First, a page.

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My coaching and training responsibilities allow me the opportunity to interact with a variety of mega agents around the country.  I make sure to ask as many as possible for their success secrets…those power-packed truths that truly make a difference in their business.  When speaking to one of my industry favorites, Team Leader Greg Chaplain in Hampton Roads, Virginia, his response came with lightning speed: “That’s easy! We’re never in the quarter we’re in. We’re physically in this quarter and ALWAYS mentally in the next!”

Folklore quotes Einstein as saying: “If you can’t explain it simply, you don’t know it well enough.”  I think that sums it up for Greg, he KNOWS success and the formula to deliver it consistently. Just that simple truth, offering clarity of purpose and direction, has delivered a mega level of production for himself and everyone he mentors YEAR AFTER YEAR.

Greg continued sharing his wisdom by formulating the image of a surfer physically positioned on the top of one wave but mentally focused on the wave that was approaching.  I could see him sizing up the incoming opportunity for the best results possible … positioning himself to be prepared for it when it arrives … and doing all that was necessary to be ready when it did.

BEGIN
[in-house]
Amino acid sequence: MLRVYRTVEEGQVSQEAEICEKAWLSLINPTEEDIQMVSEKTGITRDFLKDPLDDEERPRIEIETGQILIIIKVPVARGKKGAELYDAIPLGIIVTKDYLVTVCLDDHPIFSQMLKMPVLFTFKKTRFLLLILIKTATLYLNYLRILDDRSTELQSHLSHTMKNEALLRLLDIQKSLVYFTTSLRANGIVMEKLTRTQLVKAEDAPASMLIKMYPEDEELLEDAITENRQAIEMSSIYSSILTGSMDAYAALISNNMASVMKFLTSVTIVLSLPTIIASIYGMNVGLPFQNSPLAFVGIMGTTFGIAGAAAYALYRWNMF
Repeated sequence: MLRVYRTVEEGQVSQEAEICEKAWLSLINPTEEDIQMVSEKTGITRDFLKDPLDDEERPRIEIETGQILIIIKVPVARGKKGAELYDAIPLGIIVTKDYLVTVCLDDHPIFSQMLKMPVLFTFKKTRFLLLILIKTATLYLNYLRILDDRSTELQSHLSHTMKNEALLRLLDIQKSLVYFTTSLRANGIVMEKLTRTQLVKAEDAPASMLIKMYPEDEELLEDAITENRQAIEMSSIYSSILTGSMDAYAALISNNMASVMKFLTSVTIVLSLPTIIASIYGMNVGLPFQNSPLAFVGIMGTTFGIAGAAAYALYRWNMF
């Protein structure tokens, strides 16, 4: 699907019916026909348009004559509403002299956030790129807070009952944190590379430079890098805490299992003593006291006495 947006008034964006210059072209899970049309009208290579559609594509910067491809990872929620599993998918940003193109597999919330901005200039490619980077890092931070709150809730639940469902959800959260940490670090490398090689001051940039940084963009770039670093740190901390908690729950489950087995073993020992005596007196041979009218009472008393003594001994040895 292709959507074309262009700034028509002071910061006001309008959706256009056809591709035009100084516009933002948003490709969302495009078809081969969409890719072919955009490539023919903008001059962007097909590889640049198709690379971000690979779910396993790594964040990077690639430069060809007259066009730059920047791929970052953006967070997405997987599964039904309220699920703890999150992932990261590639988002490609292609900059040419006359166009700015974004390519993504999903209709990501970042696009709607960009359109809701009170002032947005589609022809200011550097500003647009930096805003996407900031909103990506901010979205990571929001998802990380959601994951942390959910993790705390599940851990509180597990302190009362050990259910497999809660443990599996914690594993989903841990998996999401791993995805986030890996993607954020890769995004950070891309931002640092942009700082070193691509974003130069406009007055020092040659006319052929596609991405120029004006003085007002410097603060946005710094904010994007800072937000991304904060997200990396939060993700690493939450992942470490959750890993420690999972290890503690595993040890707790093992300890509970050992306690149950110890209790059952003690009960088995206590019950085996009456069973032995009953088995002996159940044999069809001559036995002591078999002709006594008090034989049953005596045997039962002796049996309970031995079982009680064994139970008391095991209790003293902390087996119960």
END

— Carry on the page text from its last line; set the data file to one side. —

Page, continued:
I’ve boiled it down to this … Manage to the Momentum.

 Yes, we must ensure that today’s opportunities and clients experience the best we can deliver.  Our ultimate goal is not to be wiped out by today’s groundswell while we are “staring” towards the future!  This concept of business requires a presence of mind and focus impossible to accomplish in the “auto-pilot” position.  Your first goal? Be intensely present and develop a mindful form of competence that cares for the business at hand while doing all that’s necessary to position yourself for future opportunities. And be assured, the opportunities are coming! Markets across the country are already spiking weeks before their “normal” spring market.   Decide NOW to prepare for what’s incoming and what must be done today to be prepared for tomorrow or risk missing it altogether.  And nobody wants to see their competitor shoot past them on the crest of the wave they missed.